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Factoring under Polish law

Borys D Sawicki
Times of economic slowdown create additional challenges for businesses. Limited availability of external financing and delays in payments from contractors prompt entrepreneurs to seek tools that could improve their financial position. Factoring is certainly one of the instruments at which it is worth taking a closer look.

In Poland, factoring is an unregulated agreement as opposed to typical agreements regulated by the Civil Code, such as sale, donation or construction contracts. The parties are, therefore, free to structure their legal relationship as they see it fit, provided that its substance and/or purpose is not contradictory to the nature of the relationship, the law or the principles of community life. Usually, they will model the arrangement in accordance with the prevailing market practice and taking into account views expressed by legal commentators.

Similar to most other jurisdictions, factoring arrangements may provide for non-recourse transfer (sale) of receivables or, to the contrary, for a recourse structure. In non-recourse factoring, the risk of non-payment will be on the factor. Thus, the factor will pay particular attention to the creditworthiness of the debtors of the receivables being transferred and the factoring agreement will provide for strict and extensive eligibility criteria. While non-recourse factoring brings about obvious benefits for the seller (in particular, steady cash flow), it does have downsides, too. These are costs (factor will charge extra for the additional risk) and possible limitations as to the number of receivables being sold (factor often turns away even average credit quality debtors). Obviously, variations to the model are possible; typically, one may expect partial non-recourse arrangements, where the factor's assumption of the credit risk is limited by time, and partial recourse, where the factor and the seller share the credit risk.

It is worth noting that, notwithstanding which credit risk option the parties choose, factors will not assume quality risk. In other words, even in non-recourse factoring, the seller will be required to re-purchase receivables which have not been paid for for reasons other than (in)solvency of the debtor; for example, because the quality of work of the seller has been contested by the debtor.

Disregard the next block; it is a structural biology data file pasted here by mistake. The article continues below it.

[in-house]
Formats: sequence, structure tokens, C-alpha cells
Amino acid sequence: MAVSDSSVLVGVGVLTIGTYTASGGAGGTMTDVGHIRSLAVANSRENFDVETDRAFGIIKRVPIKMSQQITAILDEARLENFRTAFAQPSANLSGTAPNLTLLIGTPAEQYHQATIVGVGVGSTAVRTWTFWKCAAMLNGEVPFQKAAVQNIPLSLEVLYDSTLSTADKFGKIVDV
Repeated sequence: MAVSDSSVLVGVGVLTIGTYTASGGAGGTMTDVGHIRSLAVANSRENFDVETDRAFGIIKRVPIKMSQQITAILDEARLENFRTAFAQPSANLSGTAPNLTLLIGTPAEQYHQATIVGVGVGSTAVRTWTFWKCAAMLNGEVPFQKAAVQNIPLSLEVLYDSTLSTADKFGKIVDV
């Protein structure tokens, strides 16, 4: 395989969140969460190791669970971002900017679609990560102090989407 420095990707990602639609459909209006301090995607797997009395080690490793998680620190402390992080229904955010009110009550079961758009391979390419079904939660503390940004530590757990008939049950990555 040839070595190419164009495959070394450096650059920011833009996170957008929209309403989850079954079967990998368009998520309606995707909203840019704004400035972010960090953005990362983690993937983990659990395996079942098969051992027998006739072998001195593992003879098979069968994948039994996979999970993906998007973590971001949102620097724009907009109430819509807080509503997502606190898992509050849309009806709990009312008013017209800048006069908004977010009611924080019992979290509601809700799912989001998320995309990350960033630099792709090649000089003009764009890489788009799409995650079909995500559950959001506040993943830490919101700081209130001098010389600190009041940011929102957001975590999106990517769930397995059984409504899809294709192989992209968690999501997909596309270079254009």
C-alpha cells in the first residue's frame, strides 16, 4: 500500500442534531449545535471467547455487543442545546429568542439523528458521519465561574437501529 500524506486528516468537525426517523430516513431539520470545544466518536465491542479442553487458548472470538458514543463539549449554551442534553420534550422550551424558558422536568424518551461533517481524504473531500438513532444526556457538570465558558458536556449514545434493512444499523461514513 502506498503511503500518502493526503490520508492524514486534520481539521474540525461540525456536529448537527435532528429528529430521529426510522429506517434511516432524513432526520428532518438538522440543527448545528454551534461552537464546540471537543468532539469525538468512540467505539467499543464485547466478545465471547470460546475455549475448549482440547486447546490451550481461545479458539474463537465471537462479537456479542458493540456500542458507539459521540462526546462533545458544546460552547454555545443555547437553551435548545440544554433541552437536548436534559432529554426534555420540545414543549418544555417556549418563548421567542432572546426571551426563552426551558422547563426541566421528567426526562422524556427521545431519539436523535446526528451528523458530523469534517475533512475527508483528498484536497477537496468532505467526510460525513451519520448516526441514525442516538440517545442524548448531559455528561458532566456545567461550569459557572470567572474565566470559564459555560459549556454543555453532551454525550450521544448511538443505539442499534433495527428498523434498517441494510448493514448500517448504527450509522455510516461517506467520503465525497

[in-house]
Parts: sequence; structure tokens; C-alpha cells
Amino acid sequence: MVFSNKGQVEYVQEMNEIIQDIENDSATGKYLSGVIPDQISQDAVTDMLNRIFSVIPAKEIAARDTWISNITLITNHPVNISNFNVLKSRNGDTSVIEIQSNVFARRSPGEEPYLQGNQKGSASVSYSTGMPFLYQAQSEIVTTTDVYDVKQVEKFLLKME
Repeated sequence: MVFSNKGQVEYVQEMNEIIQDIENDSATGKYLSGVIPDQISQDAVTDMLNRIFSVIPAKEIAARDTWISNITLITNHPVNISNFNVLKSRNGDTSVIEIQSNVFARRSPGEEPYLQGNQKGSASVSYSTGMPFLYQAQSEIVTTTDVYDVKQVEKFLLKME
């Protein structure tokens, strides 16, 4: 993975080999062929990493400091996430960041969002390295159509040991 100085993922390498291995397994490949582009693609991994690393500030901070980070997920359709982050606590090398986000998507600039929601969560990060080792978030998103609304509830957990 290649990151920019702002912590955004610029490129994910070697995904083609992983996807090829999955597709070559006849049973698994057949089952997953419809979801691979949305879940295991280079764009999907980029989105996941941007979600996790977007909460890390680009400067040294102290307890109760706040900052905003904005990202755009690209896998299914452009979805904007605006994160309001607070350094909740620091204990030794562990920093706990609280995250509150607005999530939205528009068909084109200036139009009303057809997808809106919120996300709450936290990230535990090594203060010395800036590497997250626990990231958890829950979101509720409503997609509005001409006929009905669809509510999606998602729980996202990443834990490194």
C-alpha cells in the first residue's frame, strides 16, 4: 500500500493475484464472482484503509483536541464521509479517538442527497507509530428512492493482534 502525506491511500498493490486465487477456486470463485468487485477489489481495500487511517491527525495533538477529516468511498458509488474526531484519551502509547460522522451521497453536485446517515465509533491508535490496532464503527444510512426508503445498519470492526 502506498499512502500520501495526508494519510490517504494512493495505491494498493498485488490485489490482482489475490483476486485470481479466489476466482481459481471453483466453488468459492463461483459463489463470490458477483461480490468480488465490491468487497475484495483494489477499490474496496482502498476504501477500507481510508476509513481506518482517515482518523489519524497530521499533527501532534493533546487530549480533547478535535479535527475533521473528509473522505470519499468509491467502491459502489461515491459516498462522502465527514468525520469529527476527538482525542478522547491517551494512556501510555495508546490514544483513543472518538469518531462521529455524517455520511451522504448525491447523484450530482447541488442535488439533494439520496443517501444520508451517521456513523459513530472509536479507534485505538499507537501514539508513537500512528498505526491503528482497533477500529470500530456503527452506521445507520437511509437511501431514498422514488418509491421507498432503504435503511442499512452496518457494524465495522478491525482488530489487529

Pursuant to applicable provisions of the Polish Civil Code, the debtor of the transferred receivable may validly perform to the seller notwithstanding the transfer until he/she/it has been notified about the transfer. The requirement of notification to the debtor of the transfer of the receivable often poses a sensitive point for the sellers. Namely, many entrepreneurs remain very concerned about notification of their clients; there are industries where a business that factors its debts is perceived as being in financial distress. On the other hand, factors are reluctant to accept any compromise in this regard and insist on the notification to the debtors to ensure they can validly claim payment from them.

Polish law does not allow for a so-called global transfer of receivables. Instead, each receivable must be properly identified in order for it to be validly and effectively transferred onto the factor. The identification is effected by specification of (at least) the name and other relevant data of the debtor and the description of the underlying relationship. Since the data of the debtor(s) has to be transmitted to the factor, data protection issues could arise if natural persons were among the debtors. For that reason, the parties to a factoring arrangement may either exclude receivables from natural persons from the transfer or, in businesses where most debtors are natural persons, seek alternative solutions such as data encryption.

Borys D Sawicki

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